Sunday, August 6, 2017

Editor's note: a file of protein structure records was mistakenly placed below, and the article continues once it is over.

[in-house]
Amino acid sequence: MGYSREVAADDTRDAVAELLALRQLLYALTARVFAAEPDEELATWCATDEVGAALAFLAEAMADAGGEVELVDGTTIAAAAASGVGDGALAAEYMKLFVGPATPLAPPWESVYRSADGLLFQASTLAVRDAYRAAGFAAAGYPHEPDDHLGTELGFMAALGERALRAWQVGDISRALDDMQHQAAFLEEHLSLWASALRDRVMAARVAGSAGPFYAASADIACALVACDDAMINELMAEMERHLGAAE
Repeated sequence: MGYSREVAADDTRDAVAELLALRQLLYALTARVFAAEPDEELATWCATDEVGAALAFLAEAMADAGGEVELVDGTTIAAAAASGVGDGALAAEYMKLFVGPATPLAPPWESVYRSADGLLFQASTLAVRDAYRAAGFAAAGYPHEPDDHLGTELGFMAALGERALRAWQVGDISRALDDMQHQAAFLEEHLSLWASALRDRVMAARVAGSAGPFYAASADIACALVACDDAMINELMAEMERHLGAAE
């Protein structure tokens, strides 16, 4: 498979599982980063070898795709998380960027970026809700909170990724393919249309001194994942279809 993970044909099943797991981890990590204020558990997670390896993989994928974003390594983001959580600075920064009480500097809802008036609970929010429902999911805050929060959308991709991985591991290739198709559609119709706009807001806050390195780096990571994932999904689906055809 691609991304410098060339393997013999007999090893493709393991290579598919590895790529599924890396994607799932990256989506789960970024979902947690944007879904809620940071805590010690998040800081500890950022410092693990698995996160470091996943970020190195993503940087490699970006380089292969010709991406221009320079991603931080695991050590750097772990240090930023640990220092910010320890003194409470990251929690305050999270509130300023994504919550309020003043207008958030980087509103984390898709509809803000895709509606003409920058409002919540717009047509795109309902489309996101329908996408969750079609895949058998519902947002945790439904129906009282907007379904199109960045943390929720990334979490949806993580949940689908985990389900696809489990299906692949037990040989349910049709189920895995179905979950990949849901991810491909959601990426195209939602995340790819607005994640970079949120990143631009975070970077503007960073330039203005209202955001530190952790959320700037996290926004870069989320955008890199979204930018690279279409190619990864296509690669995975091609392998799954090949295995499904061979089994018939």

I had been invited for a night of stargazing. To my left and right, a half dozen amateur astronomers, each armed with a bucket list of nebulae, double stars, and globular clusters pointed their telescopes at the sky. I sat back in the old catskill style chair, looking straight up at the dome of stars. An occasional car rumbled by on Ridge Road, hidden by the big stand of pines behind the house. Other than that, there were only muffled voices discussing the next celestial object in someone’s crosshairs. A voice rang out from the dark. “Anyone want to see M-9 in the big telescope?” M-9 was a globular cluster in the constellation Ophiuchus. You need a small telescope to see it at all. I climbed five steps up a ladder to reach the eyepiece of this thirty inch scope, and put my eye gently to the glass. M-9, normally a cottony blob of light through smaller instruments, became a riot of individual stars held together in a cluster by its own gravity. I had come to be in this back yard courtesy of the Culpeper Astronomy Club. The club meets once a month at the library, but maintains a relationship with a gentleman who has a superb observatory in his backyard. The observatory’s thirty inch dobsonian telescope is likely the largest telescope in private hands in Virginia. It was longer than my car. Looking through that telescope at M-9, twenty-six thousand light years distant, took me back in time. The light carrying M-9’s image to my eye began its journey when the earth was at the height of the last ice age, twenty-six thousand years ago. I felt sadly nostalgic for a past I could never recapture. This sky would never be as clear and as striking as the sky had been when I was at sea. Back then the stars would twinkle against a pitch dark sky, untouched by city lights. On a few calm nights, when the wind had died to nothing, the sea would sit flat like glass. The stars would twinkle off the water as if it were a mirror, just as they were twinkling in the sky. As the ship slipped through the water with a gentle hiss, the stars on the water would surround it in a magic display as if it were gliding through space. Those few special nights made memories that only sailors can have. They are memories that sailors have had and held for thousands of years - as long as we have gone to sea. No one who hasn’t gone to sea can have that experience. It’s something we can store away, remembering that excitement at sea wasn’t limited to hurricanes, and emergencies. Some of them are just moments of peaceful beauty.